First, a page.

Wednesday, 12 June 2013

Brewing in Denmark in WW I (part three)

Now the end is near, and the curtain is about to fall on Danish brewing during WW I. I hope you've enjoyed the series as much as I have. You can never learn too much about WW I.

I've been promising you something about Danish beer styles and here you are. First the sad tale of a discontinued style:

"The brewing  of the stronger "Lager beer" was stopped in Feb., 1918, and export trade brought to a complete standstill, and despite the renewed freedom of the seas, freights still prevent more than a partial resumption."
Journal of the Institute of Brewing, Volume 27, Issue 1, January 1921, page 27.
What was that lost Lager beer like? According to the table we saw earlier, it had a gravity of 1052º in 1914, while Pilsner was 1044º. Here's a little more description of  the style:

"Bottled beers during recent years have been mainly of two types "Pilsener," a pale beer, and "Lager," a darker and rather stronger beer. The Lager is no longer brewed on account of the restrictions on gravity, and alcohol, and with the exception of old stocks which at the time of writing are approaching exhaustion, the only bottled beer in consumption in Denmark is of a gravity of 1038 or less. At the Carlsberg and Tuborg breweries the 1038 beers are of the Pilsener type, sparkling and palatable light beers, but not equal in point of flavour or character to their pre-war prototypes of 11° Balling or 1044º. At the smaller breweries at other places darker beers of the same maximum gravity are brewed. The old top fermentation beers peculiar to the country are being gradually displaced by these finer bottom fermentation beers, and of late the national beverage Schnapps is also being ousted by bottled Pilsener on account of its greatly enhanced price."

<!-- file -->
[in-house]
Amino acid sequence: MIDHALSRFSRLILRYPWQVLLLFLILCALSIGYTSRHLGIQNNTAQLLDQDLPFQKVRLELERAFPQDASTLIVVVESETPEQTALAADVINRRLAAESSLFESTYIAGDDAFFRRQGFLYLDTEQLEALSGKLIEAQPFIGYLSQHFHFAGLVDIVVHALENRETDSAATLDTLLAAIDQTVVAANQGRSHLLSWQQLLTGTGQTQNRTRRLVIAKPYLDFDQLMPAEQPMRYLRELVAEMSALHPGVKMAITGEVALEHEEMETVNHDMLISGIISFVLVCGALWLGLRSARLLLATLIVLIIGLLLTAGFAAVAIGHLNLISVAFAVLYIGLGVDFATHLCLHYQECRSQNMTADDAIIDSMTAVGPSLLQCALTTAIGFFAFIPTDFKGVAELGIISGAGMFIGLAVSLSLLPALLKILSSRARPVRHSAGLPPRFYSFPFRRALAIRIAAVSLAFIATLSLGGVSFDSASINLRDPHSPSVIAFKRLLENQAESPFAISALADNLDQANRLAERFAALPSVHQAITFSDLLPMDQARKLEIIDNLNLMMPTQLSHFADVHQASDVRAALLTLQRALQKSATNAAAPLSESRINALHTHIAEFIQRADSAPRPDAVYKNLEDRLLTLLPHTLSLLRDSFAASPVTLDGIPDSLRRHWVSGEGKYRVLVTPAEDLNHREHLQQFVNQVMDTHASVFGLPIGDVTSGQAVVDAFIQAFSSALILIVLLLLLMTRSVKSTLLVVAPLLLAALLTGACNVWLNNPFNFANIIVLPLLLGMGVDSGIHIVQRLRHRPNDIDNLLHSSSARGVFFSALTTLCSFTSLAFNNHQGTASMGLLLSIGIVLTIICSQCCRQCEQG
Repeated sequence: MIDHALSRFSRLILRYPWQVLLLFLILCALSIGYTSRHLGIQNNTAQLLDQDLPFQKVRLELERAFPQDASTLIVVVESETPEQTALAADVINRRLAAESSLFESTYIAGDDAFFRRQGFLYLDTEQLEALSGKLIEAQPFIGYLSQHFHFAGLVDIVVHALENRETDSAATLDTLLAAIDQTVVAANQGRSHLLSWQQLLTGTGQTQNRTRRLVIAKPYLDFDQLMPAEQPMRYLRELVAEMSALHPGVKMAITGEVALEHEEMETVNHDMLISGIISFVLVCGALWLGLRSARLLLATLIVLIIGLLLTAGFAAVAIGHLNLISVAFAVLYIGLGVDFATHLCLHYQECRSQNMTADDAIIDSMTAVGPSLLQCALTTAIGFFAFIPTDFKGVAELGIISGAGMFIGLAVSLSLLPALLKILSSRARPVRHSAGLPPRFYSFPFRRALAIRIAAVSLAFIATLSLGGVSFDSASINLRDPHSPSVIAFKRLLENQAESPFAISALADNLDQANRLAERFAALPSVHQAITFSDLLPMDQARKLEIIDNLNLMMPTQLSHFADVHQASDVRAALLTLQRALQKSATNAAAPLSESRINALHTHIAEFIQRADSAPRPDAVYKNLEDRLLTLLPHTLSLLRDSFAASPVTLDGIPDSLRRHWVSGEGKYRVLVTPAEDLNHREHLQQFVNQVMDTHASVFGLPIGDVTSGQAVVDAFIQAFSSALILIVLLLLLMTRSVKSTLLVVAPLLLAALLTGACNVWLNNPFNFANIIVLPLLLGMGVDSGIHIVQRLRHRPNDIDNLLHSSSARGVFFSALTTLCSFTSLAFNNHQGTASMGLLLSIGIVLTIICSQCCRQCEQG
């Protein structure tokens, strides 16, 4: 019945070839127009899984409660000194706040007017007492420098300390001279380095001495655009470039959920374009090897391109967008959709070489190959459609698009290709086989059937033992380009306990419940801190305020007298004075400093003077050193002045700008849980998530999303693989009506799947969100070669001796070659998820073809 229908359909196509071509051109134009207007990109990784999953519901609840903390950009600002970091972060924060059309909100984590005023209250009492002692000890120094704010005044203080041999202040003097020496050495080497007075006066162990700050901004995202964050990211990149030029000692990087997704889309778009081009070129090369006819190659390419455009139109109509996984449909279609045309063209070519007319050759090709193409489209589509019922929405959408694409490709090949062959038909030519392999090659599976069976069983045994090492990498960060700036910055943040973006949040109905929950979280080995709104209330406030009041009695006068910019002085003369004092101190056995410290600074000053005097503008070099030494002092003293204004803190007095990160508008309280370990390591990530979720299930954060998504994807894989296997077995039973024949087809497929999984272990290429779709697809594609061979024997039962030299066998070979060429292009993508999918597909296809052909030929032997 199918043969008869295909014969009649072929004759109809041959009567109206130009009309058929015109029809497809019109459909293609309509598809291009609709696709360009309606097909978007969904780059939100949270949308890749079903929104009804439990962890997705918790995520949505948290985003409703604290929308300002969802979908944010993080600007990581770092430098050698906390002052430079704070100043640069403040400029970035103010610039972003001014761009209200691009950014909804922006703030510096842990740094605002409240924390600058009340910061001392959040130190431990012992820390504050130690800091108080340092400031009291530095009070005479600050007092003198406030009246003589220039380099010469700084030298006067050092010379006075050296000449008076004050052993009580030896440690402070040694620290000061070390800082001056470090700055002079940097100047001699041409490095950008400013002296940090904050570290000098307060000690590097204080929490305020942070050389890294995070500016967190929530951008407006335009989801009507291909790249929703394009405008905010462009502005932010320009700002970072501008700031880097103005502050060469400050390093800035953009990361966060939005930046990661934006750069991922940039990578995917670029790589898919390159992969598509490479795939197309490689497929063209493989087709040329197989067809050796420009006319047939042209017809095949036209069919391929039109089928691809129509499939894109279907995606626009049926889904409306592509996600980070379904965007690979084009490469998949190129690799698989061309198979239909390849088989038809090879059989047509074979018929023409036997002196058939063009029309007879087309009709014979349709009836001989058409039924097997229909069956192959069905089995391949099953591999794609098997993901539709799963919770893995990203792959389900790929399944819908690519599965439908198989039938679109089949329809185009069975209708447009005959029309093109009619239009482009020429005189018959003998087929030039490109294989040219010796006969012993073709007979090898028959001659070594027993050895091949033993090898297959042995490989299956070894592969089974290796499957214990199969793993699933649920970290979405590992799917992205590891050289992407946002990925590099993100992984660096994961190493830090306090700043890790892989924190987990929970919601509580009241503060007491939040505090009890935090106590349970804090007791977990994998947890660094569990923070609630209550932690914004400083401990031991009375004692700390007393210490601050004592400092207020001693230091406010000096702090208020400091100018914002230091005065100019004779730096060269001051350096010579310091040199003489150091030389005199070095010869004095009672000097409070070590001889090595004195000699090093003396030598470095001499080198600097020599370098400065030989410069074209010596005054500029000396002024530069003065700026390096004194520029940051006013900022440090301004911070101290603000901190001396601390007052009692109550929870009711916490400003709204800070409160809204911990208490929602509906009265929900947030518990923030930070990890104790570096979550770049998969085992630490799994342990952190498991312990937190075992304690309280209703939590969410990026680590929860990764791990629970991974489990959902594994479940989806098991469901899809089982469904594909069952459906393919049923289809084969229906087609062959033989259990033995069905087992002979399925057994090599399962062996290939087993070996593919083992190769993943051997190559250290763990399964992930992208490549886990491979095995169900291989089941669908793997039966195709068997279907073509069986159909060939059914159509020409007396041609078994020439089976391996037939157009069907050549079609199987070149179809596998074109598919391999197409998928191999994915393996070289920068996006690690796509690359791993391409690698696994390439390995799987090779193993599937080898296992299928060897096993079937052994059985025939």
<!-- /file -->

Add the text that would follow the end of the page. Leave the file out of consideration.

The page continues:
Journal of the Institute of Brewing, Volume 27, Issue 1, January 1921, page 27.